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I was having problems reading all files on an extra hard drive so I attempted to "fix" this with these commands as root:

chown dave:dave /media/250GB
chmod 644 * /media/250GB

I'm now unable to see the drive and mount it in my Nautilus shortcuts and I need to go into NautilusFile Systemmedia250GB to see my files. I had two folders in the drive both with backed up data, but both folder now show as files which Nautilus doesn't know what to do with them (it doesn't treat them as folders).

ls -l reports:

...:/media/250GB$ ls -l
total 8
drwxr-xr-x  4 root root 4096 2013-01-23 19:24 2013-HOME-BACKUP
drwxr-xr-x 11 root root 4096 2013-01-23 19:22 2013-WORK-BACKUP
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Since I had some files transferred from the 250GB drive to my Desktop I decided to run those two commands on my Desktop folder and subdirectories. I get a "ERROR : Permission Denied" note now when trying to move or open files that are on my Desktop! – I Heart Ubuntu Jan 26 '13 at 18:37 – I Heart Ubuntu Jan 26 '13 at 22:04
up vote 1 down vote accepted

OK, I fixed my 250GB drive by running this command...

sudo chmod 775 /media/250GB -R

...and I fixed my Desktop permission problems by running this...

sudo chmod 775 /home/Desktop -R
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755 is OK for directories, but it will make all files executable! 664 is the default permission for files. – Andrea Corbellini Jan 27 '13 at 19:19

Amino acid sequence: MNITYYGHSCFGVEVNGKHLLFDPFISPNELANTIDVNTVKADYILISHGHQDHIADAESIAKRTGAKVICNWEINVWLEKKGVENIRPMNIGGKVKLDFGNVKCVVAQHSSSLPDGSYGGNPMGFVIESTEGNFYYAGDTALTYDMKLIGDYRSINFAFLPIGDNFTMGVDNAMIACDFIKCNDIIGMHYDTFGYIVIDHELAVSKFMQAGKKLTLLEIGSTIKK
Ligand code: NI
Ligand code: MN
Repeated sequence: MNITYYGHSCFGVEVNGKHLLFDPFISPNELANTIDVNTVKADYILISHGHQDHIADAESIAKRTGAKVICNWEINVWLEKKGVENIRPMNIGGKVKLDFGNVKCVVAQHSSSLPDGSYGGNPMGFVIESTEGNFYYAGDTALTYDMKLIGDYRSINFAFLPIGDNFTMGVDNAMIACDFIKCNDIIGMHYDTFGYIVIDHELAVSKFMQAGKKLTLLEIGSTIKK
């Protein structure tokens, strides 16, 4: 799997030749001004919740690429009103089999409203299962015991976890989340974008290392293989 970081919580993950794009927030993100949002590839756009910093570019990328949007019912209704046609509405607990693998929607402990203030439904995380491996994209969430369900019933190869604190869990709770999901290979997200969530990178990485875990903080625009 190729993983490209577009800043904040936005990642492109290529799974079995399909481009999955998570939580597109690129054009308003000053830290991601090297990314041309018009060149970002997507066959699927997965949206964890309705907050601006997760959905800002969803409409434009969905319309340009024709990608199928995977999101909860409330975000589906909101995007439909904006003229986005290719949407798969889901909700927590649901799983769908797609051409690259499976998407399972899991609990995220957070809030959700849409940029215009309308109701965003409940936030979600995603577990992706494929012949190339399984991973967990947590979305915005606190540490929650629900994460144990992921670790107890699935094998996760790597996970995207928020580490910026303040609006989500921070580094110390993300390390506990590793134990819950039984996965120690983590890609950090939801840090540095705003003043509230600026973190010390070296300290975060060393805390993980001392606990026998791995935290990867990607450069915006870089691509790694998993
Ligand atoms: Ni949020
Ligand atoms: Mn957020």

for some reason though, unknown to me, 644 wasnt working and permissions were not being changed. After reboot everything still works. – I Heart Ubuntu Jan 27 '13 at 19:23
644 is not OK for directories. You applied 644 to a directory, that caused your problem. However now you have applied 775 mode to files too, not just directories. The -R option means "recursively descend all files and directories". So yes, you have fixed the problem with your directory, but you have introduced a problem with your files. – Andrea Corbellini Jan 27 '13 at 19:27
Ahhh. I see what you mean. If I click a TXT file it tries to run it in terminal. Do you know how do I fix this new issue? – I Heart Ubuntu Jan 27 '13 at 21:09
find ~ ! -type d -exec chmod 664 {} \; should do the trick. – Andrea Corbellini Jan 27 '13 at 21:59

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